When you look at the league table for every division you can see that it tracks the number of wins a team has, how many goals they’ve scored and the points they have accumulated – there is no column for the way your club conducts its business or the way fans are treated. Class is not a valuable commodity.
Luis Suarez has quite clearly marked out a route for himself out of the club after his Guardian interview, claiming that promises have been broken and his manager Brendan Rodgers is a liar. No doubt he will be wearing another shirt at the beginning of the next season and Liverpool will have to reinvest his transfer fee as best they can.
You can’t blame him for trying to move. There will presumably be more money involved for him when he moves, and the Uruguayan will most likely move to a club where the chance of a league title or European glory is more likely. There is however no medal for sticking by the club which (wrongly) supported him after he racially abused Patrice Evra and were prepared to stick with him next season as he serves his ban for biting Branislav Ivanovic.
You also can’t blame Arsenal for trying to sign him. Wegner has had to endure the block-headed Piers Morgan-types, who call for his resignation every week for being financially prudent and investing in youth. The signing of the Liverpool striker will buy him some favour with disillusioned fans. They won’t, however, win their next trophy just because they’ve shown a fellow club respect or been quiet about the transfer.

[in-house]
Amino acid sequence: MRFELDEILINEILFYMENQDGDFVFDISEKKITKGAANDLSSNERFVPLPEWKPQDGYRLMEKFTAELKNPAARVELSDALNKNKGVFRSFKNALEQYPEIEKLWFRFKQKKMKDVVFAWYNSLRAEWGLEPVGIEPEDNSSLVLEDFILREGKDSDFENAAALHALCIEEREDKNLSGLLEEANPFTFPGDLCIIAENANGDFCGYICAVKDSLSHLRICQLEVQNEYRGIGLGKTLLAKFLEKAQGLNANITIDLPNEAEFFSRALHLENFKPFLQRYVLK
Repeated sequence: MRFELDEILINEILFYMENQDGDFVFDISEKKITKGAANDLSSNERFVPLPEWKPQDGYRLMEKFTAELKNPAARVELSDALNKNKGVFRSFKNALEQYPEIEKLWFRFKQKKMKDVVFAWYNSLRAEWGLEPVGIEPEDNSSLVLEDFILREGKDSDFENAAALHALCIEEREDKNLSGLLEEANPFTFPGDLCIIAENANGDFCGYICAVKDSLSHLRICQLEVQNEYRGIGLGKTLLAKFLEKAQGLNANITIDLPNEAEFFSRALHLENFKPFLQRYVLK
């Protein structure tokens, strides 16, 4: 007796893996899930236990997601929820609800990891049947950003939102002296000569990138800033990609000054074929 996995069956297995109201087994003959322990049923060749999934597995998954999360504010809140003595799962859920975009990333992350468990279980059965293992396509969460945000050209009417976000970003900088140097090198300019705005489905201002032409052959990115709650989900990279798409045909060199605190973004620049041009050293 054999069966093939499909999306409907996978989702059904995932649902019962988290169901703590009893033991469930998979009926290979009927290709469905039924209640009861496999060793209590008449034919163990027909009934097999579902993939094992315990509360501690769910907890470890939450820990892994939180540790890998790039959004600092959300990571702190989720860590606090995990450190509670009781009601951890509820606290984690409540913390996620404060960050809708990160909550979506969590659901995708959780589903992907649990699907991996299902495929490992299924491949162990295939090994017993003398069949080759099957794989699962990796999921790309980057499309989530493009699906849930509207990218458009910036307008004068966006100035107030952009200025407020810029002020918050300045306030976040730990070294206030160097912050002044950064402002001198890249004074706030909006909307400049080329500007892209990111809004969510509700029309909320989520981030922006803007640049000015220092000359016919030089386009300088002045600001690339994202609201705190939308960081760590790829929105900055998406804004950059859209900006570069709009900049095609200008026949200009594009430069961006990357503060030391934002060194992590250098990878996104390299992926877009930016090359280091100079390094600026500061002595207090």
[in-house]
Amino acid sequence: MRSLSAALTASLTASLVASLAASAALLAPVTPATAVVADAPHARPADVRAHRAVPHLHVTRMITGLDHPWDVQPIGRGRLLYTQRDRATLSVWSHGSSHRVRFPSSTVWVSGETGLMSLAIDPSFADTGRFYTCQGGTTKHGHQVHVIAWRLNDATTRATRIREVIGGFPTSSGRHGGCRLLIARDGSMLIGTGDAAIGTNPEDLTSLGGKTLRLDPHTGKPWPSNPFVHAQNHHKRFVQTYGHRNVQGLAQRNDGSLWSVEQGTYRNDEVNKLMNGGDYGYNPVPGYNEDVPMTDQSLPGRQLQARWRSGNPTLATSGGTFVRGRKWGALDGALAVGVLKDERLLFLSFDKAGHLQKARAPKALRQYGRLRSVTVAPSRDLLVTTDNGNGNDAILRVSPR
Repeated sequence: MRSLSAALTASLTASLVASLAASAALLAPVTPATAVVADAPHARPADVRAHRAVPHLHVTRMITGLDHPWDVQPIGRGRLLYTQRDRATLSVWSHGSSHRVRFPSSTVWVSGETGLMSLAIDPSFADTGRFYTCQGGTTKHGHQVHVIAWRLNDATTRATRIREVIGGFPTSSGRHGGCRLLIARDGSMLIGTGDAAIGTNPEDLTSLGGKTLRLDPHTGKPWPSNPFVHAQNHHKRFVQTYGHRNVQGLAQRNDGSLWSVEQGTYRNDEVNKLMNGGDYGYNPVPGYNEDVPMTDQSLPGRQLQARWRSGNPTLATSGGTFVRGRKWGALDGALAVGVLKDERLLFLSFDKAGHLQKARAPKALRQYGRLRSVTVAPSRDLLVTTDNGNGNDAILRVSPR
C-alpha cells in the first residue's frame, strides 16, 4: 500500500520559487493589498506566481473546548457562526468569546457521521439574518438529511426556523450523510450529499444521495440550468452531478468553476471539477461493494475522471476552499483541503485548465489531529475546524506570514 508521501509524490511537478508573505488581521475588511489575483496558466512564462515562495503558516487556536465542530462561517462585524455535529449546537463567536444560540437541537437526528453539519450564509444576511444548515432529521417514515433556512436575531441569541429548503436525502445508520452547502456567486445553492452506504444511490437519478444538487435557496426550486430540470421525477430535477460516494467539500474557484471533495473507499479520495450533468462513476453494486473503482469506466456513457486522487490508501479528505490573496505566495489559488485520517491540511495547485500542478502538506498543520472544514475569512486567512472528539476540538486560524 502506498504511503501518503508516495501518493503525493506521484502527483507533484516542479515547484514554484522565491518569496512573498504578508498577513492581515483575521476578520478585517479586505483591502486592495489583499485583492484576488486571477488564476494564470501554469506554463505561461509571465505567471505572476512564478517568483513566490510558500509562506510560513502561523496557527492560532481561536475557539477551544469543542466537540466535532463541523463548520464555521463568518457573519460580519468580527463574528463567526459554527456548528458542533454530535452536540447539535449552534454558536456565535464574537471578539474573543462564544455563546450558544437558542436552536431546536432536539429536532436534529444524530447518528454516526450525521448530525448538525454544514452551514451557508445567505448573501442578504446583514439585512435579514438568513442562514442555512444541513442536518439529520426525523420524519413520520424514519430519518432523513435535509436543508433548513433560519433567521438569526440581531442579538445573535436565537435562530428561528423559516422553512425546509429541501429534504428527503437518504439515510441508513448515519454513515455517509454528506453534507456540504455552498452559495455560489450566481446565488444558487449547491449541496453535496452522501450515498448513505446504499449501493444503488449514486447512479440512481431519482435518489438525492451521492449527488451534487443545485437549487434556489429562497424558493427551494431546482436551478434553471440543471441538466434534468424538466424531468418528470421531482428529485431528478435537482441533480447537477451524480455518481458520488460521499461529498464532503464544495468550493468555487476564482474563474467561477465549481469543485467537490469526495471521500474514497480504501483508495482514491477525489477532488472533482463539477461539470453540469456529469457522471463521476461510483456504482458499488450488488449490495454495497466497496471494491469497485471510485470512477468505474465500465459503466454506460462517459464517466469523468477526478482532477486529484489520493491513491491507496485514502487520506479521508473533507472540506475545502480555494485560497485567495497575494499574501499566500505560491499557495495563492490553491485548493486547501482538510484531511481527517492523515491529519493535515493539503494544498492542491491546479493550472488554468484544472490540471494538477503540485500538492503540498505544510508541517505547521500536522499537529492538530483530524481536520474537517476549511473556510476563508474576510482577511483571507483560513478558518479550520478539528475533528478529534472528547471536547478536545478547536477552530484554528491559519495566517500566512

Many are dreaming romantically of the days when players felt a loyalty to clubs, giving the impression that such a type of player was readily available before the summer began, and want away players like Gareth Bale and Wayne Rooney are unpalatable anomalies. That is quite ludicrous wishful thinking.
Liverpool has been blessed with players like Gerrard and Carragher who stuck around and fought for their team, fostering a belief that those who have been supported by the Anfield fans owe some loyalty back. But even they can be guilty of lacking loyalty with the way they ousted Pepe Reina – a faithful servant of the club who was informed of his departure once it had been arranged behind his back.
The unfortunate thing is that you don’t get any points for respect, class or loyalty. Many thought Sunderland betrayed their working class fans, who had a deep rooted history in mining, by hiring the supposedly fascist Paolo Di Canio – but if Sunderland had decided to grant their fans wishes and not hire him then who would have footed the bill had they been relegated? Would those ‘same fans’ accept relegation in favour of ousting the Italian, looking back now?
Suarez has been held up as the bogeyman figure in football, symbolising the cold pragmatism with which players and club work in favour of a sporting advantage, at the expense of everything else. In truth, Suarez is just a reminder of the state the modern game has fallen into. The only shocking thing is that people keep forgetting.